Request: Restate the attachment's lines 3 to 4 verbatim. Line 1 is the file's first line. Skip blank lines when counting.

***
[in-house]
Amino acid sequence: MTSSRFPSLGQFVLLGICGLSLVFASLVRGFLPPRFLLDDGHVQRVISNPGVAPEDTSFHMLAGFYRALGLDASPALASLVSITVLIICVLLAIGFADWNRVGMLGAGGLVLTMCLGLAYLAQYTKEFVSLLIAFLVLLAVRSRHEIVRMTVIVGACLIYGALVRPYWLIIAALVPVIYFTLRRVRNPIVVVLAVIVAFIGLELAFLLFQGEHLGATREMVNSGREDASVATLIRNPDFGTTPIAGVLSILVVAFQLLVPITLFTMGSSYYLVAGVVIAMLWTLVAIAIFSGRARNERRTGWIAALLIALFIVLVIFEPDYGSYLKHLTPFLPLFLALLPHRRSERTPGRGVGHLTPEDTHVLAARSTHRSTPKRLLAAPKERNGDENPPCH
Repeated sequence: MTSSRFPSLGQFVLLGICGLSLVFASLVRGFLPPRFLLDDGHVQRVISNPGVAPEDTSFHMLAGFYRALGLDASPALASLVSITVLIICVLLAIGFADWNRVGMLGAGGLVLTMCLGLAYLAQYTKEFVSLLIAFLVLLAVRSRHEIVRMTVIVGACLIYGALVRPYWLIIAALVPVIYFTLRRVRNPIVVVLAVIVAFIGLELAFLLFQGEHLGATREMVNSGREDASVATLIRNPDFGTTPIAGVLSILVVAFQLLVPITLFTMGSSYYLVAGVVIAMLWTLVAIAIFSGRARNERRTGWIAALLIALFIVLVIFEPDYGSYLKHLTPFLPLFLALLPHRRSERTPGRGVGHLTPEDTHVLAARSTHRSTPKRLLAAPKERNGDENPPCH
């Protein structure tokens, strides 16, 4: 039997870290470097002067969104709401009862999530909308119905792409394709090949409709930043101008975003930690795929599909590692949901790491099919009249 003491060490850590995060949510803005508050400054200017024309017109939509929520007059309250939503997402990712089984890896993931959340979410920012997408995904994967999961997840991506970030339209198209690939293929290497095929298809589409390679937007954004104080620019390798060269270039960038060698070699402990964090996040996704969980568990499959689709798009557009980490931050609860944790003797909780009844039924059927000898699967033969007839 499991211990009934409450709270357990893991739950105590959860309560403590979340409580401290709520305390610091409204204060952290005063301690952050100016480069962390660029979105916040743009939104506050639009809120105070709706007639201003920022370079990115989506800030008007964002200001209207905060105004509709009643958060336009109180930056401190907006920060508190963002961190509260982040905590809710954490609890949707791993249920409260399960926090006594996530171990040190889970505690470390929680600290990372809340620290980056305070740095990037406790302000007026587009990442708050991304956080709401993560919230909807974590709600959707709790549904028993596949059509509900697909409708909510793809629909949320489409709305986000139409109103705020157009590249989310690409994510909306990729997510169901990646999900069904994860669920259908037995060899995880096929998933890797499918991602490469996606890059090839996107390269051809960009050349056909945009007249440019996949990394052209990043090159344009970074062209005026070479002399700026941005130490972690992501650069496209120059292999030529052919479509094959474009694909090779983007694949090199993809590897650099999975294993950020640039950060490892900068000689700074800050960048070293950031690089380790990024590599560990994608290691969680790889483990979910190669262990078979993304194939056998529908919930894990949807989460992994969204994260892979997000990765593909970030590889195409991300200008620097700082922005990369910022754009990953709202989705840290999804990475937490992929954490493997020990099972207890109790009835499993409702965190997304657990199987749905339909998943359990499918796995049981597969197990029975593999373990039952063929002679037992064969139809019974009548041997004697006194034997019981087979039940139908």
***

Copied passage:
Repeated sequence: MTSSRFPSLGQFVLLGICGLSLVFASLVRGFLPPRFLLDDGHVQRVISNPGVAPEDTSFHMLAGFYRALGLDASPALASLVSITVLIICVLLAIGFADWNRVGMLGAGGLVLTMCLGLAYLAQYTKEFVSLLIAFLVLLAVRSRHEIVRMTVIVGACLIYGALVRPYWLIIAALVPVIYFTLRRVRNPIVVVLAVIVAFIGLELAFLLFQGEHLGATREMVNSGREDASVATLIRNPDFGTTPIAGVLSILVVAFQLLVPITLFTMGSSYYLVAGVVIAMLWTLVAIAIFSGRARNERRTGWIAALLIALFIVLVIFEPDYGSYLKHLTPFLPLFLALLPHRRSERTPGRGVGHLTPEDTHVLAARSTHRSTPKRLLAAPKERNGDENPPCH
């Protein structure tokens, strides 16, 4: 039997870290470097002067969104709401009862999530909308119905792409394709090949409709930043101008975003930690795929599909590692949901790491099919009249 003491060490850590995060949510803005508050400054200017024309017109939509929520007059309250939503997402990712089984890896993931959340979410920012997408995904994967999961997840991506970030339209198209690939293929290497095929298809589409390679937007954004104080620019390798060269270039960038060698070699402990964090996040996704969980568990499959689709798009557009980490931050609860944790003797909780009844039924059927000898699967033969007839 499991211990009934409450709270357990893991739950105590959860309560403590979340409580401290709520305390610091409204204060952290005063301690952050100016480069962390660029979105916040743009939104506050639009809120105070709706007639201003920022370079990115989506800030008007964002200001209207905060105004509709009643958060336009109180930056401190907006920060508190963002961190509260982040905590809710954490609890949707791993249920409260399960926090006594996530171990040190889970505690470390929680600290990372809340620290980056305070740095990037406790302000007026587009990442708050991304956080709401993560919230909807974590709600959707709790549904028993596949059509509900697909409708909510793809629909949320489409709305986000139409109103705020157009590249989310690409994510909306990729997510169901990646999900069904994860669920259908037995060899995880096929998933890797499918991602490469996606890059090839996107390269051809960009050349056909945009007249440019996949990394052209990043090159344009970074062209005026070479002399700026941005130490972690992501650069496209120059292999030529052919479509094959474009694909090779983007694949090199993809590897650099999975294993950020640039950060490892900068000689700074800050960048070293950031690089380790990024590599560990994608290691969680790889483990979910190669262990078979993304194939056998529908919930894990949807989460992994969204994260892979997000990765593909970030590889195409991300200008620097700082922005990369910022754009990953709202989705840290999804990475937490992929954490493997020990099972207890109790009835499993409702965190997304657990199987749905339909998943359990499918796995049981597969197990029975593999373990039952063929002679037992064969139809019974009548041997004697006194034997019981087979039940139908």